Home / Columnists/ ‘Social media ban’ the new crisis management strategy?

‘Social media ban’ the new crisis management strategy?


Comments / {{hitsCtrl.values.hits}} Views / Tuesday, 28 May 2019 00:00

Facebook

 

Social media management has been at the forefront of many brands across the globe since it has given the power to the consumer and stakeholders to voice their feelings and attitude towards a brand. In essence, many organisations have invested in social media management; which includes crisis management in the inevitable event of malicious info or a negative experience being circulated. 

In the past year, Sri Lanka has used this method to ban social media access thrice; first with the Karaliyadda incident in 2018 and twice after the recent bomb attacks in April 2019. While we must acknowledge the effort from the Government acting to minimise the impact of false rumours via social media, I cannot help but feel that this is all futile.



The growing digital landscape in Sri Lanka

In 2018, Sri Lanka with a population of 20.91 million, recorded an internet penetration of 32%, active social media penetration of 29%, and an active mobile social media penetration of 29%. In comparison to 2017, internet growth stood at 7%, active social media growth at 22% and active mobile social media growth at 33%. Further signifying the positive growth in the digital landscape in Sri Lanka.

Sources: Population: United Nations; US Census Bureau; Internet: Internetworldstats; ITU; Eurostat; Internetlivestats; CIA World Factbook; Mideastmedia.Org; Facebook; Government Officials; regulatory authorities; reputable media; social media and mobile social media: Facebook; Tencent; Vkontakte; Kakao; Naver; Ding; Techrasa; Similarweb; Kepios Analysis; Mobile: GSMA Intelligence; Google; Ericsson; Kepios Analysis. Note: Penetration figures are for total population (all ages).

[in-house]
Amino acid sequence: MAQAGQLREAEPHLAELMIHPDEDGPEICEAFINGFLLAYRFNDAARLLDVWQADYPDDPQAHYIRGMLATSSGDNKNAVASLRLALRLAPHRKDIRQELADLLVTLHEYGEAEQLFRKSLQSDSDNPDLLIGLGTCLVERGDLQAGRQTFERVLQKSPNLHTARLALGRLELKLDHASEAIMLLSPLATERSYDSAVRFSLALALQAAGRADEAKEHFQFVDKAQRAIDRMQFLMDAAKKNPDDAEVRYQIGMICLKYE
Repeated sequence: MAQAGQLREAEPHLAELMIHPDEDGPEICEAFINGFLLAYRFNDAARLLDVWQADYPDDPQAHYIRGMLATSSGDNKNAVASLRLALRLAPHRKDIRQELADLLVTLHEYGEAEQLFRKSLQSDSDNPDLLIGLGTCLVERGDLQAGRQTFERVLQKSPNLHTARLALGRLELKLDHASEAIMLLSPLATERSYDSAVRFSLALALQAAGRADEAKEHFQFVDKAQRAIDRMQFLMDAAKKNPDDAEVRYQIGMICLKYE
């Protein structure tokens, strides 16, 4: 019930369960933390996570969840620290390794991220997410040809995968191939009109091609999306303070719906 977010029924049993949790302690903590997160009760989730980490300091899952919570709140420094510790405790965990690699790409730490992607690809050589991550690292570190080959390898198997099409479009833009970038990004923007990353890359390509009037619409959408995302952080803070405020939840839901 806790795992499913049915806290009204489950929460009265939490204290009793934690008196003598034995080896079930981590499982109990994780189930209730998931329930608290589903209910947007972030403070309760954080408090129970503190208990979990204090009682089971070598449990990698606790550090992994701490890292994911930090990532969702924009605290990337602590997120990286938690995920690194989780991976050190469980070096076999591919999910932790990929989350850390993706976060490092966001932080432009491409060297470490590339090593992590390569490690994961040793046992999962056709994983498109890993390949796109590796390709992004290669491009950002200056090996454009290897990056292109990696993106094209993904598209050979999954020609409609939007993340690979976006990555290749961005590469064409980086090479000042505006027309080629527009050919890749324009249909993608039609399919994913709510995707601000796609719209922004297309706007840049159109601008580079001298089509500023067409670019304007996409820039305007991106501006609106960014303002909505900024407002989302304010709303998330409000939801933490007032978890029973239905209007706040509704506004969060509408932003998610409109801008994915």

Impact of social media ban

A solution such as blocking social media is anticipated by amateurs as an action in managing a democratic country. 

“Blocking social media is similar to putting a gate to a non-fenced house,” it serves no purpose. 

With access to VPNs (Virtual Private Networks), it is inevitable the news circulation will stop; further aggravating the issue at hand and affecting the online business community of the country.



Not seeing the big picture

Habitually, many decisions are taken by authorities with the oversight of the big picture:

1. When social media is blocked, all expats are aware that the country is in a chaotic situation; making more headlines.

2. Most businesses are managed on a social platform for marketing and daily communications, and therefore hindering the business community. 

3. What if an actual issue occurs and people have no way of communicating, will the Government take the risk of that too as done on 21 April?

4. As in the past, negative headlines are seen on global news coverage such as CNN.



Why do people share malicious info?